© 2009 Linsen. All rights reserved. BelovedCountry

Cry, The Beloved Country

Alan Paton’s Cry, The Beloved Country is one of those novels that I’ve known about for ever, but never managed to read. Given my recent spate of reading South African historical novels, I thought it would be appropriate to tackle it.

Superficially it tells the story of a poor rural black parson who goes to Johannesburg in search of his son. At a more fundamental level, however, I found it reminiscent of Chinua Achebe’s Things Fall Apart – the decline of a tribal society in the face of Western culture, and the void left behind because no one creates new social structures to replace it.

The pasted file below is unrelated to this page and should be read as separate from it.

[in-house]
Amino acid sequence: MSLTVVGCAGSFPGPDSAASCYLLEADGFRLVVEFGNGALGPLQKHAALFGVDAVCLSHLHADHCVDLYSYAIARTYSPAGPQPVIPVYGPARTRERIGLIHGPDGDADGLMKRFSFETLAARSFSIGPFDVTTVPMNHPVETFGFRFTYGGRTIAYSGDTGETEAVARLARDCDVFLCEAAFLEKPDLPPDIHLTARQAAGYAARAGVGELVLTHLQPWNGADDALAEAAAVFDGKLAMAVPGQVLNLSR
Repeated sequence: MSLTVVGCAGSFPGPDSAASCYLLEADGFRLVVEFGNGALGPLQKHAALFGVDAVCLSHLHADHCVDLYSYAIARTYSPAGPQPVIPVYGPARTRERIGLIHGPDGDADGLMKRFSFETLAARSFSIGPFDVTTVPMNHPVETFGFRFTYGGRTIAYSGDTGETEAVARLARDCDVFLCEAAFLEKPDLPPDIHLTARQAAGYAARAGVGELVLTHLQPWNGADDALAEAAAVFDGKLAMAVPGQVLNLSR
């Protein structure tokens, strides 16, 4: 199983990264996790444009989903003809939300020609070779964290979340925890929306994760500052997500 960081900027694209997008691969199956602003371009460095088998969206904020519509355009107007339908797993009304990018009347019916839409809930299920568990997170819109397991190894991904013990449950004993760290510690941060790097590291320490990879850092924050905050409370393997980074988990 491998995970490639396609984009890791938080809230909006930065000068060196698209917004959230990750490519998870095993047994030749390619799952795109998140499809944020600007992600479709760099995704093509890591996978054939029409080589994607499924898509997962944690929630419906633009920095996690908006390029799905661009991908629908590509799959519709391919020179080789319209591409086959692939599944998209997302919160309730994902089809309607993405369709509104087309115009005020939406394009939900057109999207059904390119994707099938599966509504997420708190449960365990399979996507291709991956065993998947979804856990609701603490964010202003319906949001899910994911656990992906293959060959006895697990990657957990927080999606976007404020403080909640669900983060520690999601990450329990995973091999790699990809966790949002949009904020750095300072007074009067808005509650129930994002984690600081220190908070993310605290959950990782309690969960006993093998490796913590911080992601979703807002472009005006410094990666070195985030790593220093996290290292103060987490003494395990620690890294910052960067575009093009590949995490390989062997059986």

The prose is excellent, and even with my rather poor Xhosa I could pick up that the style of dialogue and, where following the Zulu parson, the text strongly echo the manner in which Nguni languages like Xhosa and Zulu function.  There is also lovely use of metaphor: the writing is rich with imagery.

It is easy to see why this relatively short novel has become a modern classic.

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